One notices quickly, that Brauer is willing to avoid Constitutional questions surrounding the treatment of journalists. An informed public is of no interest to this man.

  12. Submitted by Mark Murphy on 11/30/2008 - 04:52 pm.

    It seems to me that being a photographer—even a press photographer—has become a very serious business. It is distressing that the press is being attacked like this…and even more disturbing that the public has come out against the press when those attacks do occur. Case in point: a news reported who was attacked in Connecticut while doing a story about a man who was arrested. The comments on the story were overwhelmingly against the reporter.

    My brother in law was a journalist in the Philippines, for a small newspaper called Katapat. His name was Robert Ramos; he had entered the profession a couple of years previously after working for Sharp Philippines. It was after that plant closed that he turned to journalism, with the help of a friend of his, who happened to be a journalist himself. Robbie was assasinated in the public market in Kabuyan, Laguna over 3 years ago; perhaps because of the coverage he had given to prostitution rings and, lastly, to pirated CDs. Just before his murder, the governor of Laguna attacked him after trying to get a story from her…His murder got scant press here, but was covered quite extensively in other countries, such as Australia, Bangladesh, and of course, the Philippines. 2 men were eventually arrested for his murder; so far, we have no word on their trial…or if they were put on trial. (his profile can be found on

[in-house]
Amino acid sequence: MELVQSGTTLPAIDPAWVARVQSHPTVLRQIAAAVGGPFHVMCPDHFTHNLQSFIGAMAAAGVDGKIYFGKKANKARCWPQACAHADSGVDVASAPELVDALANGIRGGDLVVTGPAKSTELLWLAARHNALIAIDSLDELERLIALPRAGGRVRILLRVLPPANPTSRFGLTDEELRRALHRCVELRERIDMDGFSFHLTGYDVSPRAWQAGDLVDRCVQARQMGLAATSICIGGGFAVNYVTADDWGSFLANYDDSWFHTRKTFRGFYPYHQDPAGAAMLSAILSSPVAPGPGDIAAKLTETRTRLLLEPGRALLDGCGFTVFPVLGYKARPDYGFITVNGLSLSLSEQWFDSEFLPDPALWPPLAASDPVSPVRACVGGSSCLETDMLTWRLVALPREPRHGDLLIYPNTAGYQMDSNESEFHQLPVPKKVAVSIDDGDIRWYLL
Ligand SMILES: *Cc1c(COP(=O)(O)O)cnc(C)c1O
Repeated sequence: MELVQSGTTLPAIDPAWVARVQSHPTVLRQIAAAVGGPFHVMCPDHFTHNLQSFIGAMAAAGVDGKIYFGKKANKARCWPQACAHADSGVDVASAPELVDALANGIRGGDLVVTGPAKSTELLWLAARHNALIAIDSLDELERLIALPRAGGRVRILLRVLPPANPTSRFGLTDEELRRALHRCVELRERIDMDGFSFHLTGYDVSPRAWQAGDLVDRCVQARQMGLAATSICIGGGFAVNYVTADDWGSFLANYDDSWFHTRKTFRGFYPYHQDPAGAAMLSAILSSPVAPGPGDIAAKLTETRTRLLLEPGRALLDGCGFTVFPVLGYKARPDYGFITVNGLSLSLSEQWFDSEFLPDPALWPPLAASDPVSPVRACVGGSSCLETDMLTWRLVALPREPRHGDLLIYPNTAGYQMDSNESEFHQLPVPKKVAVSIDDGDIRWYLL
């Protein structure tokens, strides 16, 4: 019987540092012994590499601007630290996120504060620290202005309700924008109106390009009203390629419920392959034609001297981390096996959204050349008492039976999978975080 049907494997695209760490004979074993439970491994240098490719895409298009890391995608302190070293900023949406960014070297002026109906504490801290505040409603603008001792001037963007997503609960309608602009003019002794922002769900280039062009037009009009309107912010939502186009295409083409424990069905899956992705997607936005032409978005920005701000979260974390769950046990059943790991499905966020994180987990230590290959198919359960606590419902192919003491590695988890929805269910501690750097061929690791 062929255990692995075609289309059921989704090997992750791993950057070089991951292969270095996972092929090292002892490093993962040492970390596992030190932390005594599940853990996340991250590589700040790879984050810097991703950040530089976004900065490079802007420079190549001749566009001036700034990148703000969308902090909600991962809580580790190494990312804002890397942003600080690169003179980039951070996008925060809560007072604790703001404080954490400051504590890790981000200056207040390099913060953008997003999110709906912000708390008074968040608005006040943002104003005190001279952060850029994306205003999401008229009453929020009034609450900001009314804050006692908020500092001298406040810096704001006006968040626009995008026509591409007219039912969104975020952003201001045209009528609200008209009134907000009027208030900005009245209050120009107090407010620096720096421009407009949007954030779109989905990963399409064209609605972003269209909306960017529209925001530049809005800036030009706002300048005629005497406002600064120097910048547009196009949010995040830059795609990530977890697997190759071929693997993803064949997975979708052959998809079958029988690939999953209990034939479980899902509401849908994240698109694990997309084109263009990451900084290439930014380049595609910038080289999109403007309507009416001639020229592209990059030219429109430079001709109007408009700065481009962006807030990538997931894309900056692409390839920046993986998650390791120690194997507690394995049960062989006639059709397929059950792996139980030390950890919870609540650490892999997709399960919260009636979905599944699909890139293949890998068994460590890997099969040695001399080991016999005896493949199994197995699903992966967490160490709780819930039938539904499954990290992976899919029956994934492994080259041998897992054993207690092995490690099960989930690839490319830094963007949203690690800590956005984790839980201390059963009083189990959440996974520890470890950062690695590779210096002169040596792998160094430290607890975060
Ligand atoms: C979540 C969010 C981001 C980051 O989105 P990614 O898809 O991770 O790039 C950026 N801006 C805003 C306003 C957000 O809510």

Because of 9/11, our fear about terrorists, and a federal government that has concentrated on any suspicious person (including the press), we are less free. Our journalists and photographers labor under more dangerous conditions then ever before, and the situation threatens to resemble the Philippines more then the U.S. More then just journalist and photographers who are more at risk, the ordinary photographer is at risk more, and under heightened suspicion for being a terrorist…and more prone to arrest for his or her photography. Here in Boston, it is illegal to photograph inside the subway…and it is enforced by the camera on the platform. During the past year, I have been accosted 4 times for taking pictures in the subway or T, as the subway here is called; twice by inspectors…and twice by the T police. The last occurence might have ended in my arrest, had my wife not been present; I am quite sure the cop who stopped me at the JFK station (on the bus platform) would have made the arrest if I had been alone.

    All these things make our country the worse to live in…this needs to end, before our press is rendered unfree and killed off, as that can be the next logical step in the escalation.